Haven't you ever thought that the classic horror film "Nosferatu" looks too much like a classic novel about Dracula? Of course, you have. They are literally twin brothers! Stories of mysterious earls in dark castles and clerks who accidentally reveal their sinister secret. It seems obvious. Is "Nosferatu" an adaptation of Bram Stoker? It's not all as easy as it sounds. Today, we will figure out how Dracula changed his name and face and what came of it in general.
Early cinematography is mesmerizing. Black and white, silent, with text inserts and dramatic overacting in every scene – it is a timeless classic that still looks great today, albeit a little funny. On March 4, 1922, one of the first horror films broke into the history of cinema. It was “Nosferatu: A Symphony of Horror”.
The concept is simple, clear and relatable to any lover of the supernatural. The main character, a young and unsuspecting real estate agent, arrives at a castle deep in the mountains in order to visit the count who lives there and advise him on buying a house in Wisborg. In the end, aristocratic status is not a reason to lock yourself up in an ominous castle in the mountains. So, Count Orlok decided to chill out. However, it turns out in the process that he is not an ordinary person at all and practices some weird things. For example, feeding on human blood and sleeping in a coffin. Rich people have the strangest habits.
It sounds familiar, doesn't it? The audience thought so too.
However, Count Orlok became the first incarnation of a vampire on the big screen and immediately struck a chord with everyone in his unusual way. Moreover, "Nosferatu" gave rise to further clichés and tropes characteristic of films and books about vampires – a long ominous shadow crawling along the wall, a sharp reaction to sunlight and other trifles. This film opened the way for a huge number of thrillers and horror movies. But all this does not change one simple fact: "Nosferatu" stole everything from Bram Stoker, and that nearly buried the film.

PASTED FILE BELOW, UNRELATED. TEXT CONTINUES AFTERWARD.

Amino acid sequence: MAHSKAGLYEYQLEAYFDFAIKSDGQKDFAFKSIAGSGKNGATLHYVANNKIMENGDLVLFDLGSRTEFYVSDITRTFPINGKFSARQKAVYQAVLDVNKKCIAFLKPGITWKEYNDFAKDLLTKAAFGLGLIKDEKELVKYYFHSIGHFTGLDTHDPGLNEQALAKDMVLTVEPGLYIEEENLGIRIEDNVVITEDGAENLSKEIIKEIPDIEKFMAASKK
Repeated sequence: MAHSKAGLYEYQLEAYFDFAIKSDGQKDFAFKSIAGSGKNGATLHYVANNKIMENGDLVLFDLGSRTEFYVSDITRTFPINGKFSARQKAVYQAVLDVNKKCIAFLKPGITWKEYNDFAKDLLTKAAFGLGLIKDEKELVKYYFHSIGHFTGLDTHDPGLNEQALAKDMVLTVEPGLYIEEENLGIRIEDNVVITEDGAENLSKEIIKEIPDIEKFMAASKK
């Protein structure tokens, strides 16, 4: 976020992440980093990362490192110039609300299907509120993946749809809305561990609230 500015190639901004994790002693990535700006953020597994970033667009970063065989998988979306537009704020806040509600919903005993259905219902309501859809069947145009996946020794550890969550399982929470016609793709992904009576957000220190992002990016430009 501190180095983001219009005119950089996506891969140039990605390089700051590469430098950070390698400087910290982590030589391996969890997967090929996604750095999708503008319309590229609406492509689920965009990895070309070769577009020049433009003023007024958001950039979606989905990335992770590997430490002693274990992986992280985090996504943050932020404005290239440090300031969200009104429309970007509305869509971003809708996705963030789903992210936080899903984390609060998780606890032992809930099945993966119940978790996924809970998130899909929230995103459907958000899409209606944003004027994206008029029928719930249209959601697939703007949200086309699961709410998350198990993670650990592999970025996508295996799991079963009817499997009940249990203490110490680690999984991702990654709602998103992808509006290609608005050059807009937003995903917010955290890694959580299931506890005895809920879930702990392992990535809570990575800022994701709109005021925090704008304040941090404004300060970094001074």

"Nosferatu" producer Albin Grau claimed that the idea came to him during the First World War when he was in Serbia. There, the locals shared amazing stories about blood-sucking creatures that definitely attack the village under the cover of night. According to Grau, one farmer even claimed that his own father was such a monster and that he himself was a half-monster, taking after his father. An impressive story, which is hard to forget, indeed. He had to shoot "Nosferatu".
However, the producer did not deny borrowing from Stoker either. In fact, Grau took the most popular vampire story of the time, "Dracula" of 1897, for the script of his film. The public was still raving about the book, which meant everyone would love the film based on it! Therefore, Grau teamed up with another producer Enrico Dieckmann, founded Prana Film and began to look for employees to shoot the film. There was only one problem: no copyright.
Bram Stoker by that time had been already ten years dead, his book became public domain (solely due to confusion with copyrights – we wrote about this earlier) in the USA, but in Germany, where all the cinematic action took place, Stoker's widow, Florence still successfully owned the copyright. When asked to borrow some rights to shoot the film, Mrs. Stoker answered "no". What would the producer have done then?
There were four options:
- Beg Florence Stoker to sign a contract with the company (failed).
- Leave the country and shoot everything in the USA (too expensive).
- Wait until the 1960s for the book to reach the public domain in Germany (too long).
- Shoot without copyright and hope no one notices.
Of course, the brave Albin Grau chose the fourth option and started filming. To make the similarities with "Dracula" less obvious, some adjustments had to be made to the script:
- the action moved from London to a fictional German town;
- instead of Jonathan Harker, the main character was dubbed Thomas Hutter;
- Count Dracula became Count Orlok.
The new scenario is ready! Awesome!
For real, that is where the big differences from the original plot end. There is, however, another interesting innovation: Count Orlok does not turn his victims into vampires but kills, and therefore the locals are sure that the plague is to blame for all the deaths. Otherwise, the similarities are obvious.